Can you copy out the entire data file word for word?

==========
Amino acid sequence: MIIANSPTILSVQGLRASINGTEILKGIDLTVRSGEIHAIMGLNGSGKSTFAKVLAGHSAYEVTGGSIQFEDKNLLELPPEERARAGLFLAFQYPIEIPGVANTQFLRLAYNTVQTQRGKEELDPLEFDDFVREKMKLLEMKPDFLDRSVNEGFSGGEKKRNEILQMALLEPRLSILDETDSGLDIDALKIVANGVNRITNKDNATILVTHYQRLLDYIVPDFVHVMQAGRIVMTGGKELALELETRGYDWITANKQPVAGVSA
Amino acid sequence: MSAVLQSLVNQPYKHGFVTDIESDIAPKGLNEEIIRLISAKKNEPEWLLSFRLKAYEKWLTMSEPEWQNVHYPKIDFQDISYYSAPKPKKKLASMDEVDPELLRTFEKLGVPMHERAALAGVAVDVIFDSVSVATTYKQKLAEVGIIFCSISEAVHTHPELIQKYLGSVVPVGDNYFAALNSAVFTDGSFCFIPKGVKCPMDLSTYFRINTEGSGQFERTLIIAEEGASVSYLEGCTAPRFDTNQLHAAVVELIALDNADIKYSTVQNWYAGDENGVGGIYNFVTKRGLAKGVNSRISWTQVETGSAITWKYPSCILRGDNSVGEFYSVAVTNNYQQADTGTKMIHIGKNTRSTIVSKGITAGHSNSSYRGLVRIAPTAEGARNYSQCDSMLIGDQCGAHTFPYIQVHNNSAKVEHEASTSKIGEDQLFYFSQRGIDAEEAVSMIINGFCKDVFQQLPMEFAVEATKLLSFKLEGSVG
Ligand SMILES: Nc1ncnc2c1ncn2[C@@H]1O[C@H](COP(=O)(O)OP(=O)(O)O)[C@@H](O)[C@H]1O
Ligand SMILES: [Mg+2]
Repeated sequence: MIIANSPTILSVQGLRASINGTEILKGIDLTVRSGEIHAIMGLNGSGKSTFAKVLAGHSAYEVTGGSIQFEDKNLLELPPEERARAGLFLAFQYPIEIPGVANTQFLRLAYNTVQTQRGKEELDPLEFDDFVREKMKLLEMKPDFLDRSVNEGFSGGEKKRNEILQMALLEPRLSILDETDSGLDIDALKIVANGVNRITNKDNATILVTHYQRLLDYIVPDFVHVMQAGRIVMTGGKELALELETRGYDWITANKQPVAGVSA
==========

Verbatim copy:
Amino acid sequence: MIIANSPTILSVQGLRASINGTEILKGIDLTVRSGEIHAIMGLNGSGKSTFAKVLAGHSAYEVTGGSIQFEDKNLLELPPEERARAGLFLAFQYPIEIPGVANTQFLRLAYNTVQTQRGKEELDPLEFDDFVREKMKLLEMKPDFLDRSVNEGFSGGEKKRNEILQMALLEPRLSILDETDSGLDIDALKIVANGVNRITNKDNATILVTHYQRLLDYIVPDFVHVMQAGRIVMTGGKELALELETRGYDWITANKQPVAGVSA
Amino acid sequence: MSAVLQSLVNQPYKHGFVTDIESDIAPKGLNEEIIRLISAKKNEPEWLLSFRLKAYEKWLTMSEPEWQNVHYPKIDFQDISYYSAPKPKKKLASMDEVDPELLRTFEKLGVPMHERAALAGVAVDVIFDSVSVATTYKQKLAEVGIIFCSISEAVHTHPELIQKYLGSVVPVGDNYFAALNSAVFTDGSFCFIPKGVKCPMDLSTYFRINTEGSGQFERTLIIAEEGASVSYLEGCTAPRFDTNQLHAAVVELIALDNADIKYSTVQNWYAGDENGVGGIYNFVTKRGLAKGVNSRISWTQVETGSAITWKYPSCILRGDNSVGEFYSVAVTNNYQQADTGTKMIHIGKNTRSTIVSKGITAGHSNSSYRGLVRIAPTAEGARNYSQCDSMLIGDQCGAHTFPYIQVHNNSAKVEHEASTSKIGEDQLFYFSQRGIDAEEAVSMIINGFCKDVFQQLPMEFAVEATKLLSFKLEGSVG
Ligand SMILES: Nc1ncnc2c1ncn2[C@@H]1O[C@H](COP(=O)(O)OP(=O)(O)O)[C@@H](O)[C@H]1O
Ligand SMILES: [Mg+2]
Repeated sequence: MIIANSPTILSVQGLRASINGTEILKGIDLTVRSGEIHAIMGLNGSGKSTFAKVLAGHSAYEVTGGSIQFEDKNLLELPPEERARAGLFLAFQYPIEIPGVANTQFLRLAYNTVQTQRGKEELDPLEFDDFVREKMKLLEMKPDFLDRSVNEGFSGGEKKRNEILQMALLEPRLSILDETDSGLDIDALKIVANGVNRITNKDNATILVTHYQRLLDYIVPDFVHVMQAGRIVMTGGKELALELETRGYDWITANKQPVAGVSA